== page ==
Week In Politics: Closing Arguments Before Election Day
ARI SHAPIRO, HOST:
By this time next week, we will hopefully know which party is going to control the House and Senate for the next two years. Candidates and their surrogates are making closing arguments all over the country. Here is what President Trump had to say last night in Missouri.
(SOUNDBITE OF ARCHIVED RECORDING)
PRESIDENT DONALD TRUMP: This election is a choice between Republican results and radical resistance. It's a choice between greatness and gridlock. It's a choice between jobs and mobs. And it's a choice between an economy that is going strong and the Democrats, who are going crazy.
SHAPIRO: And at an event yesterday for the Democratic candidate for Georgia governor, Oprah Winfrey made an appearance, where she was careful to point out that she's actually a registered independent.
(SOUNDBITE OF ARCHIVED RECORDING)
OPRAH WINFREY: All the noise - you just can't get away from it. You turn on the TV. It's so much noise and crazy talk - all the vitriol in the ads. You know what? They are designed to confuse and confound you with fear.
SHAPIRO: OK, for our final week in politics before we get election results, we are joined by Kristen Soltis Anderson and Michelle Goldberg. Kristen is a pollster and columnist for the Washington Examiner, author of "The Selfie Vote." Hello there.
KRISTEN SOLTIS ANDERSON: Hello.
SHAPIRO: And Michelle is a columnist for The New York Times and host of the podcast The Argument. Good to have you back.
MICHELLE GOLDBERG: Hi. Thanks for having me.
SHAPIRO: OK, before we dig in deep, I'd like you each to just give me a big-picture snapshot of what you think this midterm election has looked like in just a couple words - Kristen.
ANDERSON: I think this election is not behaving like a normal wave election yet because the question of who's going to bring change to Washington is unresolved. I think voters on the Republican side would argue that Donald Trump is not done bringing change to Washington and that if Democrats take control of the House, that will prevent him from continuing on that agenda.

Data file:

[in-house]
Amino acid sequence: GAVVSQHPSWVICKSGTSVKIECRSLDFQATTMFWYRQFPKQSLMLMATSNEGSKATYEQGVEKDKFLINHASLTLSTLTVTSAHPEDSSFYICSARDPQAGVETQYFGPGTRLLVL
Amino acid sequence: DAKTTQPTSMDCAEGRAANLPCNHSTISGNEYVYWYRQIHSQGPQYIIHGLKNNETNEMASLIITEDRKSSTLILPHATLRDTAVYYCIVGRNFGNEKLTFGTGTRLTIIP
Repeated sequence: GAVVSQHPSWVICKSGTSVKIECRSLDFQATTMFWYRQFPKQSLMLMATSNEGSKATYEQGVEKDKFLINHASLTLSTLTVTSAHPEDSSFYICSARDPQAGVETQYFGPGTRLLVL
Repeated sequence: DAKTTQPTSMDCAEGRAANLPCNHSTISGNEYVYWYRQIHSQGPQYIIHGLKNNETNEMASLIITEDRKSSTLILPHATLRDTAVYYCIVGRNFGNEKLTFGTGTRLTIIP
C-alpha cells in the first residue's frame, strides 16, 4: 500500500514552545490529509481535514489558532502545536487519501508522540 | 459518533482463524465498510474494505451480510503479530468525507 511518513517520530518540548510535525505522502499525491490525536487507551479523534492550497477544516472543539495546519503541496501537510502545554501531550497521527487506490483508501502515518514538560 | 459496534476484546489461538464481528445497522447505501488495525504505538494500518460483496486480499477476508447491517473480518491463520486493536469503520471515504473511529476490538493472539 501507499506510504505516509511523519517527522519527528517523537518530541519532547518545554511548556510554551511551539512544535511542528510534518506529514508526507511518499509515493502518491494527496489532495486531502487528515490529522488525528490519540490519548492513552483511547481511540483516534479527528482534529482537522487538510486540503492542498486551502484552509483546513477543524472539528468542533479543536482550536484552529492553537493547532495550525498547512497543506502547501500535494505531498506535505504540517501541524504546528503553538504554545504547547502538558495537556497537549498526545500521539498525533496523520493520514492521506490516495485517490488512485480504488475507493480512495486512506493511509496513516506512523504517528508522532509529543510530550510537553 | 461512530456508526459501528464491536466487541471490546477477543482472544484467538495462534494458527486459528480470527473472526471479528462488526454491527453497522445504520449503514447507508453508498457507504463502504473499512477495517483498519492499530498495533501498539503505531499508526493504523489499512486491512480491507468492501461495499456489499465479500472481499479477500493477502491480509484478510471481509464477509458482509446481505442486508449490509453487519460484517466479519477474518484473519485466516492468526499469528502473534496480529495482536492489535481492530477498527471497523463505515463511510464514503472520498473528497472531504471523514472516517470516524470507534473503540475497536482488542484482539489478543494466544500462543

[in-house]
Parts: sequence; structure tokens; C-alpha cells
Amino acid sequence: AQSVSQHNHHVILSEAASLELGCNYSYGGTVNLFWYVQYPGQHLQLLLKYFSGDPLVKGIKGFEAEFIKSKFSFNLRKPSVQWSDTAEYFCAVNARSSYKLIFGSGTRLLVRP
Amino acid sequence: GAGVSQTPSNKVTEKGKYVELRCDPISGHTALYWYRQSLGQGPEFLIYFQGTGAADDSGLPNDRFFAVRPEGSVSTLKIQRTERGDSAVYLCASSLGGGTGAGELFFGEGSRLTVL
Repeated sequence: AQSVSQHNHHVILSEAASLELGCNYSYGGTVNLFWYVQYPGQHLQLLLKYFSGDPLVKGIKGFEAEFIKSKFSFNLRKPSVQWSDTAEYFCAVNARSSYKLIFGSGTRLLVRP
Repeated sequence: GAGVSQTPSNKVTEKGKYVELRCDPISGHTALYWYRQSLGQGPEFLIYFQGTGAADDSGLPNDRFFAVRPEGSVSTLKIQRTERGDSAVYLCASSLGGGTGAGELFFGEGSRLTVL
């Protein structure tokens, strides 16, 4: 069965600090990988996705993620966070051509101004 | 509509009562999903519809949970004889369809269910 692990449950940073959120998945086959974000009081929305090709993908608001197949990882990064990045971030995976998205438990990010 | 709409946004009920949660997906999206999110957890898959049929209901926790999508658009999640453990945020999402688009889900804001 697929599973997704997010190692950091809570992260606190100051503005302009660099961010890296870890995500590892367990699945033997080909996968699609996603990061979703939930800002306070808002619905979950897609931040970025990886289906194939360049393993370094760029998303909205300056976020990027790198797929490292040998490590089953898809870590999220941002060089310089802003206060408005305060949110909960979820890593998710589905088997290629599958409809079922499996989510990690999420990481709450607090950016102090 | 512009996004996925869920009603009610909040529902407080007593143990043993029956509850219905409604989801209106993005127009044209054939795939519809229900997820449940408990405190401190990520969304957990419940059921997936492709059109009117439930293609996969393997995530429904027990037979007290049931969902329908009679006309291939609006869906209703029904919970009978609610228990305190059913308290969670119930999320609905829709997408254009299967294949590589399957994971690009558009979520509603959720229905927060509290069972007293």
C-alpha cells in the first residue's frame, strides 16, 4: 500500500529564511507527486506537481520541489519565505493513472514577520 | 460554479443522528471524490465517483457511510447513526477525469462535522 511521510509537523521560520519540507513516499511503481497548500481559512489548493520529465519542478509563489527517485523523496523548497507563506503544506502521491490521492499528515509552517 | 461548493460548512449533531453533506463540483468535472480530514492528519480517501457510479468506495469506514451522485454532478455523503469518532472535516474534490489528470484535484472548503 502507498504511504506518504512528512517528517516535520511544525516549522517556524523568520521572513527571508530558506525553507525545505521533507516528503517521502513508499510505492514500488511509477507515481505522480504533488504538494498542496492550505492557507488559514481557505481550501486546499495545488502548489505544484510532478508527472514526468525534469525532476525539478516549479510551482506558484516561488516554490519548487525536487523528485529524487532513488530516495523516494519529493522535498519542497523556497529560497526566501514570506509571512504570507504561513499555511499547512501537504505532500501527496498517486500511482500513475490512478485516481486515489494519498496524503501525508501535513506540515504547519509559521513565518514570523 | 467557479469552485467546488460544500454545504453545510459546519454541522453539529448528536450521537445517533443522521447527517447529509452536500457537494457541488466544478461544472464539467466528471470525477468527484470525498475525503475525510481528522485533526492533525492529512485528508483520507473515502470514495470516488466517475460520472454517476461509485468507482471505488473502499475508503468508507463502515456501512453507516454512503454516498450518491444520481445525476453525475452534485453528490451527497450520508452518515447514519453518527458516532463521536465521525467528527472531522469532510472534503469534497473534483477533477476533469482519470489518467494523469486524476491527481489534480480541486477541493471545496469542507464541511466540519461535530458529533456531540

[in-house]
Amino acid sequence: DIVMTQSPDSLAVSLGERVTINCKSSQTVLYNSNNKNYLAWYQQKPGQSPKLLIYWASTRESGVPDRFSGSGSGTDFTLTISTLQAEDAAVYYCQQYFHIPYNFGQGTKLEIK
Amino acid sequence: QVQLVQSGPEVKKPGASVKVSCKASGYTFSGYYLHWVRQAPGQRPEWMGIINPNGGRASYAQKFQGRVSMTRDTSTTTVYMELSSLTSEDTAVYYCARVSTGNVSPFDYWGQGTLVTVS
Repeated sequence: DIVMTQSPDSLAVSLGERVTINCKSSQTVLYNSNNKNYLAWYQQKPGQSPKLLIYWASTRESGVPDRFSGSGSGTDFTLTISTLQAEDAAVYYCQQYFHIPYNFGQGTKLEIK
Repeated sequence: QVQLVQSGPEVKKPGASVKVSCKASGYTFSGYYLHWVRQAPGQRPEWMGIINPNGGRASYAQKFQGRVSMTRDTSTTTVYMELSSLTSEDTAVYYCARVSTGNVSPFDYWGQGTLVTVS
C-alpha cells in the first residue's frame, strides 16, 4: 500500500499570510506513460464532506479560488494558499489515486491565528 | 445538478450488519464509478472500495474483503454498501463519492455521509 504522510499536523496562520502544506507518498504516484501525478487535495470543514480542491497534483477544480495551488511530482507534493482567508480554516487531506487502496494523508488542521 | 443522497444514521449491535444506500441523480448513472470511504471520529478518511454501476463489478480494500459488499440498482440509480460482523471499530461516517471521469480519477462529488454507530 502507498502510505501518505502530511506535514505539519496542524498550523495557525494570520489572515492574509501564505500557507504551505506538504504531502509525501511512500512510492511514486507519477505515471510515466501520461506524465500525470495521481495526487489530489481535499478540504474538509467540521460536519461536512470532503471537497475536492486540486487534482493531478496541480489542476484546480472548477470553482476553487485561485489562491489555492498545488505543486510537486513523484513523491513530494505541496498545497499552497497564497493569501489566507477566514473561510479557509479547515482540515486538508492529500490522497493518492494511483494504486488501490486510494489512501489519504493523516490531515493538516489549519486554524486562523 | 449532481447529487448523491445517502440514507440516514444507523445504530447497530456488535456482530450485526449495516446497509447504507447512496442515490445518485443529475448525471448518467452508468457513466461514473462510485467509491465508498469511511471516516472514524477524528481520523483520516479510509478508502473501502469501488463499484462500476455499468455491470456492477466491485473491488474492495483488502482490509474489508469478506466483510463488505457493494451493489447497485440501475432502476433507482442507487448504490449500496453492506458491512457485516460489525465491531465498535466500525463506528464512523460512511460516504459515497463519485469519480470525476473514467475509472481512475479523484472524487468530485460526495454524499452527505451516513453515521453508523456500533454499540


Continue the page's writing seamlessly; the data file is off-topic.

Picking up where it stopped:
SHAPIRO: Michelle, what does this look like to you big-picture?
GOLDBERG: Well, I think looming over a lot of these races and a lot of this Democratic enthusiasm is just sheer revulsion at this president that is lurching towards authoritarianism. And that has mobilized a huge numbers of people and particularly huge numbers of women. But what's interesting is that even though it is the catastrophe of the 2016 election that maybe spurred them to get involved in the first place, on the ground, people aren't talking about Trump. They're really talking about health care and sort of grassroots pocketbook issues.
SHAPIRO: Revulsion and catastrophe are two very, very strong words.
GOLDBERG: Not strong enough.
SHAPIRO: (Laughter) How do you each assess the Republican closing argument? Michelle, what do you make of the Republican argument going into these final days?
GOLDBERG: Well, you know, there's been a lot of debate, again, since the catastrophe of the 2016 election about whether it was racism or economic anxiety. And they think we can see what Trump believes was responsible for his victory. You know, so his closing argument is basically marauding brown people are going to come and kill you. You know, it's based on lies. It's based on shameless demagoguery and the demonization of really vulnerable people. And we'll see if it works.
SHAPIRO: Kristen, is that how you see the Republican argument?
ANDERSON: So interestingly, you know, the clip you played of Oprah where she talks about how politics just feels like so much noise and so much vitriol now - it's interesting to watch Donald Trump, who himself has very much so dabbled in the world of overheated rhetoric, trying to use that argument in Republicans' favor - again, this idea that, look; you may not like the way things are going in politics now, but if you give us divided government in Washington, just imagine how much more acrimonious it's going to become.